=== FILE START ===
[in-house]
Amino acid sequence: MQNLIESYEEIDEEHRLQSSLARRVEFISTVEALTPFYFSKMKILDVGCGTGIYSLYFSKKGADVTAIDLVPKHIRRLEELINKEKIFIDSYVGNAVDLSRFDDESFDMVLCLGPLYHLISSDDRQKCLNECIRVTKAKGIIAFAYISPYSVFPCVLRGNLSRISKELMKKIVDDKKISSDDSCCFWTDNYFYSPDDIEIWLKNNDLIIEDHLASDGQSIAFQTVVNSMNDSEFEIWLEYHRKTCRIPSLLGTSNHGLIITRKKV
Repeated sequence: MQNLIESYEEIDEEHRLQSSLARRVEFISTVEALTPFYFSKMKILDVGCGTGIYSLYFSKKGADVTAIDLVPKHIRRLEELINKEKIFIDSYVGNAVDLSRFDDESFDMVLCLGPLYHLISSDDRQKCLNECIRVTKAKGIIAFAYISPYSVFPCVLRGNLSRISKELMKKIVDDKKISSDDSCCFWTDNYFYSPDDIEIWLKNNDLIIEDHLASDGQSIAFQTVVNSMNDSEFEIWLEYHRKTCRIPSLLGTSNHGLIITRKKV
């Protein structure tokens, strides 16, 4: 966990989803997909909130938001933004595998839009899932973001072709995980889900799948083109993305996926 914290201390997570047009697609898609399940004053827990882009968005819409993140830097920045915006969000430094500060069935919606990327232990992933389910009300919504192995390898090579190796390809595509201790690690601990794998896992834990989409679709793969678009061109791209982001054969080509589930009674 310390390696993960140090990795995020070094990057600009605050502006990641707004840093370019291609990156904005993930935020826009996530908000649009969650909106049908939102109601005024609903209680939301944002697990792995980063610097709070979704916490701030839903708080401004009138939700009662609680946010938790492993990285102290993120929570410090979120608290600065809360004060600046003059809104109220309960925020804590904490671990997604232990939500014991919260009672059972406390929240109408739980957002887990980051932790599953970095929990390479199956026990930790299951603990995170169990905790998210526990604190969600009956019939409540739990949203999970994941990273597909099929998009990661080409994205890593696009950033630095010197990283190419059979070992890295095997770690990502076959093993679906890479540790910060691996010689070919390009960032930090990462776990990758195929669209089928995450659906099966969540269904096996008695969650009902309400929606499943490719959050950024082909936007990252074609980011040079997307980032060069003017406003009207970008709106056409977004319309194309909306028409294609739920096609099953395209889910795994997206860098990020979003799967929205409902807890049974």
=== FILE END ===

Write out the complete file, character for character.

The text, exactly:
[in-house]
Amino acid sequence: MQNLIESYEEIDEEHRLQSSLARRVEFISTVEALTPFYFSKMKILDVGCGTGIYSLYFSKKGADVTAIDLVPKHIRRLEELINKEKIFIDSYVGNAVDLSRFDDESFDMVLCLGPLYHLISSDDRQKCLNECIRVTKAKGIIAFAYISPYSVFPCVLRGNLSRISKELMKKIVDDKKISSDDSCCFWTDNYFYSPDDIEIWLKNNDLIIEDHLASDGQSIAFQTVVNSMNDSEFEIWLEYHRKTCRIPSLLGTSNHGLIITRKKV
Repeated sequence: MQNLIESYEEIDEEHRLQSSLARRVEFISTVEALTPFYFSKMKILDVGCGTGIYSLYFSKKGADVTAIDLVPKHIRRLEELINKEKIFIDSYVGNAVDLSRFDDESFDMVLCLGPLYHLISSDDRQKCLNECIRVTKAKGIIAFAYISPYSVFPCVLRGNLSRISKELMKKIVDDKKISSDDSCCFWTDNYFYSPDDIEIWLKNNDLIIEDHLASDGQSIAFQTVVNSMNDSEFEIWLEYHRKTCRIPSLLGTSNHGLIITRKKV
């Protein structure tokens, strides 16, 4: 966990989803997909909130938001933004595998839009899932973001072709995980889900799948083109993305996926 914290201390997570047009697609898609399940004053827990882009968005819409993140830097920045915006969000430094500060069935919606990327232990992933389910009300919504192995390898090579190796390809595509201790690690601990794998896992834990989409679709793969678009061109791209982001054969080509589930009674 310390390696993960140090990795995020070094990057600009605050502006990641707004840093370019291609990156904005993930935020826009996530908000649009969650909106049908939102109601005024609903209680939301944002697990792995980063610097709070979704916490701030839903708080401004009138939700009662609680946010938790492993990285102290993120929570410090979120608290600065809360004060600046003059809104109220309960925020804590904490671990997604232990939500014991919260009672059972406390929240109408739980957002887990980051932790599953970095929990390479199956026990930790299951603990995170169990905790998210526990604190969600009956019939409540739990949203999970994941990273597909099929998009990661080409994205890593696009950033630095010197990283190419059979070992890295095997770690990502076959093993679906890479540790910060691996010689070919390009960032930090990462776990990758195929669209089928995450659906099966969540269904096996008695969650009902309400929606499943490719959050950024082909936007990252074609980011040079997307980032060069003017406003009207970008709106056409977004319309194309909306028409294609739920096609099953395209889910795994997206860098990020979003799967929205409902807890049974």